Slavic and Eurasian Studies

Dr. Craig Campbell and PhD Candidate Vasilina Orlova Present & Publish Their Research

Tue, December 20, 2016
Dr. Craig Campbell and PhD Candidate Vasilina Orlova Present & Publish Their Research
Bratsk hydroelectric station

Dr. Craig Campbell and PhD candidate Vasilina Orlova present and publish:

“Gifts of Nature: Everyday life, Geoengineering and the Industrial Spectacle in Soviet Siberia”

 

Associate Professor Craig Campbell (Anthropology/CREEES) and Vasilina Orlova (Doctoral student, Anthropology) will be presenting a paper at the upcoming conference for the American Association of Teachers of Slavic and East European Languages (AATSEEL) in February 2017. Their research will be included in a special issue of the journal Russian Literature.

 

Project Description

The militarized language of labour that attended the great industrial projects of post war USSR was matched by the tremendous ambition of large-scale industrial endeavor. Armies of labourers (counted in the tens of thousands) were mobilized in unprecedented acts of geoengineering: deep underground metro systems, gargantuan mines, trans-continental rail systems, and river altering dams. They worked on so-called ‘century projects,’ one of which was the Bratsk hydroelectric station on the Angara river in Eastern Siberia. The century projects were praised by “shestidesyatniks” [sixtiers], a generation of servile, albeit not untalented, poets. One such poet Robert Rozhdestvensky called Baikal-Amur Rail line “a bell calling the hearts of our youth,” and another poet, known for his quick responses to the demands of the political moment, Yevgeny Yevtushenko, composed the eloquent panegyric to the Bratsk Hydroelectric Power Station which flooded vast territories along the Angara river.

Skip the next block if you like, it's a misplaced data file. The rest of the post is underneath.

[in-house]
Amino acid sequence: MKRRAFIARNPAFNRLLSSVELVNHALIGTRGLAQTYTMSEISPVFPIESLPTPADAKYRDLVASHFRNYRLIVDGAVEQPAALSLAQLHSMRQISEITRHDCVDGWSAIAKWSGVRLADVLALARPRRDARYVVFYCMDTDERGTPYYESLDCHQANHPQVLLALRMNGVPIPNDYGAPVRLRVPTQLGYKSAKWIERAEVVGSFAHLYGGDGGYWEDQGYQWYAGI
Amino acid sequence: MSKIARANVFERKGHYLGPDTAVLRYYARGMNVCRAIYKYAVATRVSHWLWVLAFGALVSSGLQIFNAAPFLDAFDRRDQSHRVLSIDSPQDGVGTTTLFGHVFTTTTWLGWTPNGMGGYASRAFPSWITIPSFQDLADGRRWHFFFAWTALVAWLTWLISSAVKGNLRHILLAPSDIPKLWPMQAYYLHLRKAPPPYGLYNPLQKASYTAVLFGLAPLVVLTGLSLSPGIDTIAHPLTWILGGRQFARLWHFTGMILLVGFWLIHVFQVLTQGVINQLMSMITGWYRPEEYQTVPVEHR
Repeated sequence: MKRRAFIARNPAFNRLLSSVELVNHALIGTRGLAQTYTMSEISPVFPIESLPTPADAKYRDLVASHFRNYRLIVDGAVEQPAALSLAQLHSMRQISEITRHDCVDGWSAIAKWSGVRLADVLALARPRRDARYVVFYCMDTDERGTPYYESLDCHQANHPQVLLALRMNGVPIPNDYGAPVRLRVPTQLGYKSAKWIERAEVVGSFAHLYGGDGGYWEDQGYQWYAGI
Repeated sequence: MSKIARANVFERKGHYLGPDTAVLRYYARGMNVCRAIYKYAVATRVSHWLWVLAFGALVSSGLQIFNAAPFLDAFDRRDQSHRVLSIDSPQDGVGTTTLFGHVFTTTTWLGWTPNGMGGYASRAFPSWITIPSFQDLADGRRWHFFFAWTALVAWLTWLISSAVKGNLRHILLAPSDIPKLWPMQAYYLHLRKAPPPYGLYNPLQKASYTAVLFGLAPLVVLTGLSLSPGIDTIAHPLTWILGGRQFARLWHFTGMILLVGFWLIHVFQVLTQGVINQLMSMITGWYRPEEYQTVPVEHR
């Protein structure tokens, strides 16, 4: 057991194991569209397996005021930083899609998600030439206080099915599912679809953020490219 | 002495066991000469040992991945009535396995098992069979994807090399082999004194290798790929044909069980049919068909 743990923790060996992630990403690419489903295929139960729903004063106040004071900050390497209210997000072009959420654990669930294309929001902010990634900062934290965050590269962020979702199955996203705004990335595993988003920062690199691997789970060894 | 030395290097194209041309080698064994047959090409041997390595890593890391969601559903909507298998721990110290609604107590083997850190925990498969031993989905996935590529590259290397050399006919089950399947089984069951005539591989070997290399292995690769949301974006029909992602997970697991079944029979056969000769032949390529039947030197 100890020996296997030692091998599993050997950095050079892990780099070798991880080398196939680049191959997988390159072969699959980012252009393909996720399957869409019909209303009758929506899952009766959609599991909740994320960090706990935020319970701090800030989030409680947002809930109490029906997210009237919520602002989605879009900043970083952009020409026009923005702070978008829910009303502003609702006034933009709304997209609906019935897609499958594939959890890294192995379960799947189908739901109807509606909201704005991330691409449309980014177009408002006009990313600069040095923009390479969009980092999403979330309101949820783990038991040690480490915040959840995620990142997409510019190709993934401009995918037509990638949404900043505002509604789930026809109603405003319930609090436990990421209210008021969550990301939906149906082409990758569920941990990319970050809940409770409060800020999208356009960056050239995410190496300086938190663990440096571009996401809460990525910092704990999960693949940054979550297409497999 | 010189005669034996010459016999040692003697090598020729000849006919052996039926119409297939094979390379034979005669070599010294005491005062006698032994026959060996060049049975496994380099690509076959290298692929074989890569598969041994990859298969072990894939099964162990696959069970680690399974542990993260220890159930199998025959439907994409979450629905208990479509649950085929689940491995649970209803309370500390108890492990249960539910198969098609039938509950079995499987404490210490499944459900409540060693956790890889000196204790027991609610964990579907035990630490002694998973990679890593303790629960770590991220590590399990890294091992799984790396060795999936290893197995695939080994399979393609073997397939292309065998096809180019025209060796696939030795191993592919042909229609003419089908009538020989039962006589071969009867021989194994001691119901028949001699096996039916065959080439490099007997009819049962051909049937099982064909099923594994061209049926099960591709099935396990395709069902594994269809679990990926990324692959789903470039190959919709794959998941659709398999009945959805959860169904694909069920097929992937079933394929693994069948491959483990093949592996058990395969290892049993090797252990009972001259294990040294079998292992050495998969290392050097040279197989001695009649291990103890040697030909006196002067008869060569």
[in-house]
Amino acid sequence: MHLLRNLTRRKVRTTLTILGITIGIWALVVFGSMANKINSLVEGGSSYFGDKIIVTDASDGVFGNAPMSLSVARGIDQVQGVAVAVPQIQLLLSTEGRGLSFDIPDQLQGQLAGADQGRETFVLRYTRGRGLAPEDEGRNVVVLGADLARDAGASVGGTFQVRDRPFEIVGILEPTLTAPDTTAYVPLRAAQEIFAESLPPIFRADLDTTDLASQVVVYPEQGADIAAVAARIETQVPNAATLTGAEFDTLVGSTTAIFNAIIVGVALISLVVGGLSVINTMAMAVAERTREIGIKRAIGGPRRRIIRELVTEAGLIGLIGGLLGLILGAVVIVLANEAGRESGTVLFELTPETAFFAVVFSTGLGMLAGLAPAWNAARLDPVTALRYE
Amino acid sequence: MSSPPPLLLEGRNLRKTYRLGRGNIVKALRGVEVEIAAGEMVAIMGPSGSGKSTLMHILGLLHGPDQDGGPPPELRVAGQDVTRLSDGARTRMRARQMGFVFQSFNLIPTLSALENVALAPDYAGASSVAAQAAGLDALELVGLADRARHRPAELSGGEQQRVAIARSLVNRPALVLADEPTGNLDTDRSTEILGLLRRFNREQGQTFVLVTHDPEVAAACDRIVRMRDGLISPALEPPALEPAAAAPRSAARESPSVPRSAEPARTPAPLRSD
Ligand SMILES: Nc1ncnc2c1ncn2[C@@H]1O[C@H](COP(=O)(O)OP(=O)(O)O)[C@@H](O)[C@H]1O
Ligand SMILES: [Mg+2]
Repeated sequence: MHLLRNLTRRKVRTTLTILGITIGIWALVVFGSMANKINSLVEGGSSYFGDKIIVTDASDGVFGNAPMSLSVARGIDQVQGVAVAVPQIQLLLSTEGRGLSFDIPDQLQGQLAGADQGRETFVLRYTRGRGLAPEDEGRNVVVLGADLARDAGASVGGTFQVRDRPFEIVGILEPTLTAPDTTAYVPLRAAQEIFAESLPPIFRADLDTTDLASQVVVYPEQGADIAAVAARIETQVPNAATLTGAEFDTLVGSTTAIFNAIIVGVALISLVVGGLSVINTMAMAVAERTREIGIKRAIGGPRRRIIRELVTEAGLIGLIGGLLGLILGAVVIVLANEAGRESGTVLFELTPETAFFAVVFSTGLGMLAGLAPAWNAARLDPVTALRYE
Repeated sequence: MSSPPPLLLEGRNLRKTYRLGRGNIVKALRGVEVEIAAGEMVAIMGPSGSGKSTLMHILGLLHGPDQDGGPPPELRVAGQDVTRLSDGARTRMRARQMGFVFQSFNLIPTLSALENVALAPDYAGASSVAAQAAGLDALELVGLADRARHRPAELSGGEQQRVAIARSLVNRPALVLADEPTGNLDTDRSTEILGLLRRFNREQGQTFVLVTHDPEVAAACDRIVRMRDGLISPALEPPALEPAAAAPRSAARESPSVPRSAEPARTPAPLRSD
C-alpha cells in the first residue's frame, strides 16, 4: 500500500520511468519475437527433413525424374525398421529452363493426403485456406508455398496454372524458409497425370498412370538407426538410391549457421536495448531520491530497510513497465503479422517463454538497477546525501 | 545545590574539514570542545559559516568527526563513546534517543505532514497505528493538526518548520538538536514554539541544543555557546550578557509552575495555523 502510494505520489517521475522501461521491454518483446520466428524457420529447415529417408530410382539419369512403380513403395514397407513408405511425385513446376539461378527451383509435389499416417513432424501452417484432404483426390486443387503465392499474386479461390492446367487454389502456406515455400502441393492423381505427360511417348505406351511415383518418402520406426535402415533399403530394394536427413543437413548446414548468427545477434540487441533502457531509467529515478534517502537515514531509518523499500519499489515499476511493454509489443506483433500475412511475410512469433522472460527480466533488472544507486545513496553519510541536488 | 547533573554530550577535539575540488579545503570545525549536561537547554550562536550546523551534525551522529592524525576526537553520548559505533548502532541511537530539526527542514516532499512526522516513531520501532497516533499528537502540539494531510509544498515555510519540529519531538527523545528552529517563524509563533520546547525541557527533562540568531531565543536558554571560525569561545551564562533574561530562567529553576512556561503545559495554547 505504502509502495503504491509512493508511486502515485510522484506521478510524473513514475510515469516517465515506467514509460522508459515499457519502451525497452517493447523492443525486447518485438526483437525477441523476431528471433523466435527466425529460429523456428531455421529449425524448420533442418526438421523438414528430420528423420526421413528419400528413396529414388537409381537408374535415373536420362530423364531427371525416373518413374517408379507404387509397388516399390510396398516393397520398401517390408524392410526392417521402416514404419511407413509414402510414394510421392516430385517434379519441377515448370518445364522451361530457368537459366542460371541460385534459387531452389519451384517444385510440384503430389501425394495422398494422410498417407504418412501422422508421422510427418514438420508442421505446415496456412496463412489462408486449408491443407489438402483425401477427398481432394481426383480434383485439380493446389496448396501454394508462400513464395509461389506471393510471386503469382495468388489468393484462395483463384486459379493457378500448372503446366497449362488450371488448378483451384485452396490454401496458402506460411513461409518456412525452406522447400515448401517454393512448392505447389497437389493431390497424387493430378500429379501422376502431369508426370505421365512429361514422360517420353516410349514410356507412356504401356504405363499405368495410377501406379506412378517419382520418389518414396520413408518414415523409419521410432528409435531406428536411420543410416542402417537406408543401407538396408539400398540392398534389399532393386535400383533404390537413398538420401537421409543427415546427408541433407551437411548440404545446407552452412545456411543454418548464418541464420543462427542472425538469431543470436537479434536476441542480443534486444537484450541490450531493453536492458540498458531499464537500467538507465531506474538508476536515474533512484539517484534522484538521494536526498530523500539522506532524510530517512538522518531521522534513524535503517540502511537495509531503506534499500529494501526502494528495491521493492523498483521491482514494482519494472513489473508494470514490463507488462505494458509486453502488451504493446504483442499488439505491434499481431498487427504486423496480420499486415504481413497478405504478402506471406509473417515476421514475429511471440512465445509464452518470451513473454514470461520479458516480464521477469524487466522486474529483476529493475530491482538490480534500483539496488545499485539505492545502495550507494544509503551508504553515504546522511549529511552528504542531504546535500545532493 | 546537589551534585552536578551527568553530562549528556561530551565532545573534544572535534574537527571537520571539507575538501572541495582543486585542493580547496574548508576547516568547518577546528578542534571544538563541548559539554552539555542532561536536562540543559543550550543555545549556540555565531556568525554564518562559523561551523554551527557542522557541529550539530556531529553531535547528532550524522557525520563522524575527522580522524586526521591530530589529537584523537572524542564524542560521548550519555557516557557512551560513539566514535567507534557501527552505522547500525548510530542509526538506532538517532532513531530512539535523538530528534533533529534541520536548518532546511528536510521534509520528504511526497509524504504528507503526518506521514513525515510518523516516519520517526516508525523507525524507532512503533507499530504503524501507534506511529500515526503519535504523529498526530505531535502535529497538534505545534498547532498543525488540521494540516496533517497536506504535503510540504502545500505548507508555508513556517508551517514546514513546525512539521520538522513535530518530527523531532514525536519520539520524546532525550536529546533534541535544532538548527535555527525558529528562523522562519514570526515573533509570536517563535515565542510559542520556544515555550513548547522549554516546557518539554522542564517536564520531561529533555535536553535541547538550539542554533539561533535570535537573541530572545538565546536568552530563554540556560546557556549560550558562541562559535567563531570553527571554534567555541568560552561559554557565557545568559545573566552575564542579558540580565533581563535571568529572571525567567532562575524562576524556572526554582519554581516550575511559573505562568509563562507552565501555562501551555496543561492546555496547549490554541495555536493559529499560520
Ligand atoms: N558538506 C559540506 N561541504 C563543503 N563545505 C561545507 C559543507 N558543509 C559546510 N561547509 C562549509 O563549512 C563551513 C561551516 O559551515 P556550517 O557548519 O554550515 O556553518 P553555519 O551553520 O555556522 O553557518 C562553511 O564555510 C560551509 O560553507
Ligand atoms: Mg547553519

Along with the corpus of literature praising achievements of Soviet industrialization, there existed tales of real people, including Komsomol workers, who constructed the Dam; one of such stories was recorded by V. Gavrilov and published in Veche under the title “Bratsk-54” (1974) referring to the year of the beginning of the Bratsk dam construction, and subtitled as “Rasskaz molodoi zhenshchini” (“Tale of a young woman”). The identity of the young woman whose story Gavrilov recorded is unknown, but it stands at a startling contrast to Yevtushenko’s piece, since it is also about a young woman.

If anything, the Anthropocene was welcomed and hastened by the Soviet project of rapid industrialization: ‘man’ was supposed to overwhelm the dark forces of nature, and use them economically but fully to his own advantage. Our research is concerned with exploring the key characteristics of Russian prose which reacted most avidly to this project (so-called “derevenskaya prosa,” “village prose”). Our work focuses principally on Hydroelectric projects which are characterized by dramatic flows of concrete, construction of monumental structures, mobilization of labour, resettlement of whole villages. They were projects that (in the language of MacKenzie Wark) subordinated the molecular in the celebration of the molar, they were projects in which central planning dictated the broad strokes of everyday life.

 

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